Heat Island Effect Gets New Respect Thanks to Rising Temperatures
 

There are still skeptics who doubt climate change is an event influenced by humans. These same people who are living in cities aren’t so skeptical about the heat island effect for one simple reason – their local environment is hot and getting hotter. The latest weather statistics indicate that 20,000 high temperature records have been broken so far this year, and the concrete-filled cities are suffering every bit as much as the cattle ranchers and farmers in the dust-filled rural areas we see in the news on a daily basis.

It wasn’t that long ago that cities cut trees down with abandon and then tried to break up the sterile look of concrete and pavement by planting a few trees in giant concrete pots. That seemed to be acceptable during a bustling economy in the name of progress. Yet there are always unintended consequences when interrupting the ecosystem and one of those consequences is now becoming apparent. Though it has always been known that pavement absorbs heat, the warming climate and hotter-than-normal temperatures are causing cities to heat up at twice the rate of the planet. This is according to a study by Brian Stone, who is Georgia Tech’s Urban Climate Lab Director.

We know that cities comprise their own ecosystem. Pavement heats up during the day, and continues to radiate heat throughout the night. However, it is the way people react that makes the situation even worse. Hot people turn on air conditioners and run them for longer periods of time, creating exhaust heat and using more energy. National Public Radio recently ran a story about what cities can and should do about heat islands. They point to a beautiful park near Ponce de Leon Avenue in Atlanta as a good example. The park has a pond (with a fountain to promote cooling evaporation), trees, and lots of grass. The park breaks up the endless sea of concrete with a calm setting that contributes to, rather than detracts from, the natural environment. It is interesting to note that the park serves multiple purposes. Trees are essential to controlling greenhouse gases, but the park also has features that enable it to contribute to flood control and to serve as a recreational area.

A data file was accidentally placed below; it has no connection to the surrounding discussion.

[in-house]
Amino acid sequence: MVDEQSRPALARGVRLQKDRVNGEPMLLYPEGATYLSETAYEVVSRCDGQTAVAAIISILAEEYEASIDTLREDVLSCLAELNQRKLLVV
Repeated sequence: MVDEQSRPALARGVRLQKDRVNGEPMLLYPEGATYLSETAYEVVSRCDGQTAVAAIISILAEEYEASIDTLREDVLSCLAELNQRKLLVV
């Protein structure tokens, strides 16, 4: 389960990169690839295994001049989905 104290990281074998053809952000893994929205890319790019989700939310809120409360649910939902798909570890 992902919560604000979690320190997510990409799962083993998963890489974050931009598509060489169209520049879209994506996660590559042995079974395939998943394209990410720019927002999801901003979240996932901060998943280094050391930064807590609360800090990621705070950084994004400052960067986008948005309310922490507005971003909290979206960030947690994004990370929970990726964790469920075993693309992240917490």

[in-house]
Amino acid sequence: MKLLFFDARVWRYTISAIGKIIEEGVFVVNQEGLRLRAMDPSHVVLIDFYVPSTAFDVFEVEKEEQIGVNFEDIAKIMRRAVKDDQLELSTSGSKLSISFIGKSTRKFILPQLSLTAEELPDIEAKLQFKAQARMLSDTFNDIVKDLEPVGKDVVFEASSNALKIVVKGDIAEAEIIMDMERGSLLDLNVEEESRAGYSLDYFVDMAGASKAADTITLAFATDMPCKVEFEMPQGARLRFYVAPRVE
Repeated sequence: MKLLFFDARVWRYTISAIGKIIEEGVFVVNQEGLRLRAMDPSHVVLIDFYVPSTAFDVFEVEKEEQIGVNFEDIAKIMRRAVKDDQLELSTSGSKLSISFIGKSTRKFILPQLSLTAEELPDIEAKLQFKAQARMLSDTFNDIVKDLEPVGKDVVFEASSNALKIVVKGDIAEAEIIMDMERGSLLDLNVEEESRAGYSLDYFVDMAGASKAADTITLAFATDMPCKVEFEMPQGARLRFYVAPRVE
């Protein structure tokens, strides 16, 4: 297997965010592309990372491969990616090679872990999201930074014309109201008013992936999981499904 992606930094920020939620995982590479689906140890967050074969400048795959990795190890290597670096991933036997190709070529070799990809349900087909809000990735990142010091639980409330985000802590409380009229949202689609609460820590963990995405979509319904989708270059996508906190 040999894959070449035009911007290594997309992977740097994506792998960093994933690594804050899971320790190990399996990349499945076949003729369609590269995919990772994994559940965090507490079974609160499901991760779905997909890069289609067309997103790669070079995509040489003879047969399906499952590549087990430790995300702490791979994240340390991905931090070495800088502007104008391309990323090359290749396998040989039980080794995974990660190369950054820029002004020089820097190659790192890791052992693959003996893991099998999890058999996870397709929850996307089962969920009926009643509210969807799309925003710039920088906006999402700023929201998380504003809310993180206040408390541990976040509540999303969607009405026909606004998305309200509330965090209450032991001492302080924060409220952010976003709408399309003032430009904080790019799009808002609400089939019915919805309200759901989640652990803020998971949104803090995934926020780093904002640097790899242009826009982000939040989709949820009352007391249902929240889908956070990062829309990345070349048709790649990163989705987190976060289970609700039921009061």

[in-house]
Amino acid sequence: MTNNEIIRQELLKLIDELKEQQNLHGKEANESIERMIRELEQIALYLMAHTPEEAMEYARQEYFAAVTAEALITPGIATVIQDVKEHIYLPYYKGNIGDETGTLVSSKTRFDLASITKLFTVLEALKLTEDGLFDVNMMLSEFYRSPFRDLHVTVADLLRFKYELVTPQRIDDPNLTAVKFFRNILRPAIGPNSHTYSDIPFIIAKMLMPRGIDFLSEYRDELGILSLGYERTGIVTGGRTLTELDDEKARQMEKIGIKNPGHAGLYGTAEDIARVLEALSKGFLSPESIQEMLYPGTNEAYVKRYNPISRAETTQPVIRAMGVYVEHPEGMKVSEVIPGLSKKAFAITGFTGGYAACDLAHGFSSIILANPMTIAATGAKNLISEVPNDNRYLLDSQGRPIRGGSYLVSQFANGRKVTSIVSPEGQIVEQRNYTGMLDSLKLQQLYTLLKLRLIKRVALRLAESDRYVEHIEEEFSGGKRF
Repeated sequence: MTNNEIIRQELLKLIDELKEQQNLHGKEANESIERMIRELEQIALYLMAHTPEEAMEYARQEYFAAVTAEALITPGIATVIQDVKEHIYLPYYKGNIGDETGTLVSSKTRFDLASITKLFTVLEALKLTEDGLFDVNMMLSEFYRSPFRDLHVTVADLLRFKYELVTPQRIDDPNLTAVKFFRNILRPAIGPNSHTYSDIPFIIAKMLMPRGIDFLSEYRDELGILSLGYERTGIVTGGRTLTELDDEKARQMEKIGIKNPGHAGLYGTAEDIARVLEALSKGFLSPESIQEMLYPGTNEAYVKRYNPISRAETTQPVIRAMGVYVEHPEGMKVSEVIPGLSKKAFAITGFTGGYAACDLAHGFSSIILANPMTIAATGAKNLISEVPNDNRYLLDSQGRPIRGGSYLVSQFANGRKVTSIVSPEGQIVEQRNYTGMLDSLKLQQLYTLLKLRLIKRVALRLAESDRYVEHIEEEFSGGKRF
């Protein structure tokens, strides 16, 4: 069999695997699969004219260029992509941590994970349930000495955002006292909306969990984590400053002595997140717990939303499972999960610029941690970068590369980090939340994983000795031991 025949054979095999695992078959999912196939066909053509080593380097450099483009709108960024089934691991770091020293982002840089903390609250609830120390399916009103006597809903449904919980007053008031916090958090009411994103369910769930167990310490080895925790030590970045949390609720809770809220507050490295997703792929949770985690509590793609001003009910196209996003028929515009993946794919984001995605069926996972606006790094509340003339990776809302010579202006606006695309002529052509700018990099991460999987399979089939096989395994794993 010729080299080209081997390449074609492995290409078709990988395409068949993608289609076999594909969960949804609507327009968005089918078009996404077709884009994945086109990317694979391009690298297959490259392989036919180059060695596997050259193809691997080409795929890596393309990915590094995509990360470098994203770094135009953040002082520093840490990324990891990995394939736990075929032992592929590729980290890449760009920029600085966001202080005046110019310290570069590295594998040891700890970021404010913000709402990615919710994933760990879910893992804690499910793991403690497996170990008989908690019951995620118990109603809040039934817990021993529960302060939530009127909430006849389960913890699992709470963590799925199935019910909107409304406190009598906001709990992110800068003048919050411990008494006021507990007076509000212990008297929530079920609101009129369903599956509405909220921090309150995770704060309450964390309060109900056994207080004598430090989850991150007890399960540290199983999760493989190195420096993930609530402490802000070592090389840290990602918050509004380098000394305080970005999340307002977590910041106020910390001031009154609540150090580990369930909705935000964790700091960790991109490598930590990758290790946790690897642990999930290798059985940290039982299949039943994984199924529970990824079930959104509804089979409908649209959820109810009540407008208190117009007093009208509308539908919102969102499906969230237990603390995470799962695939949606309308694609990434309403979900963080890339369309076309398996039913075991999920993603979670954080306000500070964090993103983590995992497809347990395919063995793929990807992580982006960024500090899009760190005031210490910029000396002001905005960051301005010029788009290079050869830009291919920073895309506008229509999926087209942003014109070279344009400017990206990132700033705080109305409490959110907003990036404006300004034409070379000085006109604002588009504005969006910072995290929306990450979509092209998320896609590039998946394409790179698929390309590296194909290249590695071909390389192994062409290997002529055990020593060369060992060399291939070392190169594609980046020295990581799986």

This notation leads to several points of analysis. Although this is a wonderful example of what can be done, there are a couple of things we can learn from this park besides how to lower a heat island effect. Anyone who will be working in the green industry will continue to have to “sell” green concepts because their implementation often costs more up front than less sustainable systems. Though the Ponce de Leon park is beautiful and much needed, it is an example of a proposition that taxpayers must be willing to pay for as a public work. Many more of these types of parks are needed, and it is ironic that part of the solution to rising temperatures is to re-plant the trees cut down with abandon during development.

Though people enjoy parks, the state of the economy is so difficult that many desirable projects and activities get pushed to the bottom of the list as ‘too expensive’. Creating parks is one of them, despite the urgent need for green spaces in cities. As the green designers, builders, and contractors of the future, you need to be aware of the politics involved in the green industry. One of the solutions is to do exactly what the Ponce de Leon park designers did – make the green space multi-use. That creates an important “need” in the mind of community members that can push parks up the list of potential projects, even in a struggling economy. My prediction is that, as additional green projects are built, they will become more and more integrated into the economy and multipurpose projects will become standard practice. That will be good news for the city dwellers suffering from urban heat islands.

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